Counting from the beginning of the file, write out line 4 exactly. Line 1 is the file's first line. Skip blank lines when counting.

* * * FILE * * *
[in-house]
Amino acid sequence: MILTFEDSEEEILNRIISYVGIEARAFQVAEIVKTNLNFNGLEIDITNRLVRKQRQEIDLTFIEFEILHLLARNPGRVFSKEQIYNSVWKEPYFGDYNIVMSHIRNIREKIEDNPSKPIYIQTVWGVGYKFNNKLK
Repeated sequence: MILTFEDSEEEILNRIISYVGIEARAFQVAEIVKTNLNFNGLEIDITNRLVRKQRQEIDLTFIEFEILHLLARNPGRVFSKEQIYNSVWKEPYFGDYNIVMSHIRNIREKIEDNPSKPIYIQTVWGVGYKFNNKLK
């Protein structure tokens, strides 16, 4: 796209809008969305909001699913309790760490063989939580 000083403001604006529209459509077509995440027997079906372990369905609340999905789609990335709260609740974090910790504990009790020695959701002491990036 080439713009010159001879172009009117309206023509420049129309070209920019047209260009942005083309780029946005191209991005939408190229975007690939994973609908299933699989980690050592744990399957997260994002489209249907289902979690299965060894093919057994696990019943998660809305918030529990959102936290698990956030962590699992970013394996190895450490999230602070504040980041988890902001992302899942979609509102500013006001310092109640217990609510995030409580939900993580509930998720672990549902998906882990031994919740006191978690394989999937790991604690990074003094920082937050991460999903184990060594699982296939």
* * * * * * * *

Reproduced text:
């Protein structure tokens, strides 16, 4: 796209809008969305909001699913309790760490063989939580 000083403001604006529209459509077509995440027997079906372990369905609340999905789609990335709260609740974090910790504990009790020695959701002491990036 080439713009010159001879172009009117309206023509420049129309070209920019047209260009942005083309780029946005191209991005939408190229975007690939994973609908299933699989980690050592744990399957997260994002489209249907289902979690299965060894093919057994696990019943998660809305918030529990959102936290698990956030962590699992970013394996190895450490999230602070504040980041988890902001992302899942979609509102500013006001310092109640217990609510995030409580939900993580509930998720672990549902998906882990031994919740006191978690394989999937790991604690990074003094920082937050991460999903184990060594699982296939």